― curmudgeon, Tuesday, 7 August 2018 03:17 (one week ago) Permalink
How much oil does Yemen have?
(That was rhetorical. It's not much, Nexen Canada operated the main field in Yemen, was bought out by Chinese CNOOC in 2012, who are abandoning it).
― Roomba with an attitude (Sanpaku), Tuesday, 7 August 2018 04:50 (one week ago) Permalink
― curmudgeon, Tuesday, 7 August 2018 18:05 (one week ago) Permalink
Saudis, Al Queda, and the US
The deals uncovered by the AP investigation reflect the contradictory interests of the two wars being waged simultaneously in the southwestern corner of the Arabian Peninsula.
In one conflict, the US is working with its Arab allies - particularly the UAE - with the aim of eliminating al-Qaeda in the Arabian Peninsula (AQAP). But the larger mission is to win the civil war against the Iran-aligned Houthi rebels.
And in that fight, al-Qaeda fighters are effectively on the same side as the Saudi-led coalition and, by extension, the US.
"Elements of the US military are clearly aware that much of what the US is doing in Yemen is aiding AQAP and there is much angst about that," said Michael Horton, a fellow at the Jamestown Foundation.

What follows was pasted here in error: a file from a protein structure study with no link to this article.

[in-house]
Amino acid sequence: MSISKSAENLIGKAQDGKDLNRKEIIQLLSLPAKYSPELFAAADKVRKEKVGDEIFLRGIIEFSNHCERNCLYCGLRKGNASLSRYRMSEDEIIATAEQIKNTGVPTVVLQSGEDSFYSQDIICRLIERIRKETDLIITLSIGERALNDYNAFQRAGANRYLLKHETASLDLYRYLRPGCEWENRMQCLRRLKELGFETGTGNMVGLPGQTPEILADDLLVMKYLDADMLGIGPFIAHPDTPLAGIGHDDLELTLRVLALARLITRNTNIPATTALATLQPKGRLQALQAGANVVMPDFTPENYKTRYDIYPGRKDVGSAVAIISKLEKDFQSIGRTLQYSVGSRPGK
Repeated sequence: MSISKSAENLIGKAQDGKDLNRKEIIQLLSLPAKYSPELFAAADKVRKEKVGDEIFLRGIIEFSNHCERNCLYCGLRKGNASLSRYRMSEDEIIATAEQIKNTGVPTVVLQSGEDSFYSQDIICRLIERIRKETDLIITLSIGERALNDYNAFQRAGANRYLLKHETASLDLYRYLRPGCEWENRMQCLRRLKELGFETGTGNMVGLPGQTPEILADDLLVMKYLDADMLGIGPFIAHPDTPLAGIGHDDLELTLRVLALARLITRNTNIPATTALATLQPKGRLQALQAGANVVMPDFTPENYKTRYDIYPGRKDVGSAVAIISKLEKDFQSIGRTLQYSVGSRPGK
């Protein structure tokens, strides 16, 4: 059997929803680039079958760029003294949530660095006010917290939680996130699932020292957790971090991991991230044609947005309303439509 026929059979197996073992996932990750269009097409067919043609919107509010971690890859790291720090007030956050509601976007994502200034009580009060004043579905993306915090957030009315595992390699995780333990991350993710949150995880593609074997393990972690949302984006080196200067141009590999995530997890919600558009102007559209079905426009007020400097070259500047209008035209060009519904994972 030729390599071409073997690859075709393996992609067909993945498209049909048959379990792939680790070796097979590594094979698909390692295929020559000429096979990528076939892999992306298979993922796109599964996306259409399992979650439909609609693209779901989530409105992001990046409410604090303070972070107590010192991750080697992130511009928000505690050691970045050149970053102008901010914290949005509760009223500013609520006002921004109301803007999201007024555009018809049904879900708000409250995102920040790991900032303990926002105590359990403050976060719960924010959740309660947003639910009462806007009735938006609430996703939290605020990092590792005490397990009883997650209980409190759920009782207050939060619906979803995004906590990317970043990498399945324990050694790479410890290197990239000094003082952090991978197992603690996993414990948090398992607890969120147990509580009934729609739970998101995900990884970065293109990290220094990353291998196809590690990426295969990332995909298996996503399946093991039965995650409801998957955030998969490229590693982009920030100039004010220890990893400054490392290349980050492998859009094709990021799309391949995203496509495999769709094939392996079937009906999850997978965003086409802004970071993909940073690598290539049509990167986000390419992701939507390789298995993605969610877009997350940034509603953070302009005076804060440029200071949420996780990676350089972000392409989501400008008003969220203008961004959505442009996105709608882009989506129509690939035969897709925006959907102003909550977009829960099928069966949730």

"However, supporting the UAE and Saudi Arabia against what the US views as Iranian expansionism takes priority over battling AQAP and even stabilising Yemen," Horton said.
the [Saudi] coalition cut secret deals with al-Qaida fighters, paying some to leave key cities and towns and letting others retreat with weapons, equipment and wads of looted cash, an investigation by The Associated Press has found. Hundreds more were recruited to join the coalition itself.
― curmudgeon, Friday, 10 August 2018 03:25 (one week ago) Permalink
I'm sure that'll all be fine
― illegal economic migration (Tracer Hand), Friday, 10 August 2018 03:44 (one week ago) Permalink
Pretty much the story of the Sunni Awakening during the Iraq war. Thousands who had been bombing convoys the prior year were put on the payroll. Cheaper to pay them to do nothing than to patch up after IEDs.
― Roomba with an attitude (Sanpaku), Friday, 10 August 2018 04:21 (one week ago) Permalink
Meanwhile, Saudi coalition air attacks that kill children continue:
An airstrike from the Saudi-led coalition struck a school bus in northern Yemen on Thursday and killed dozens of people, many of them children, local medical officials and international aid groups said.
The attack sent a flood of victims to overwhelmed hospitals struggling to cope in what the United Nations considers one of the world’s worst humanitarian crises.
The coalition said it had hit missile launchers and called the attack a “legitimate military operation,” but the attack and the justification for it were condemned and drew new attention to the tremendous human toll of the war in Yemen, especially on children.
― curmudgeon, Friday, 10 August 2018 12:50 (one week ago) Permalink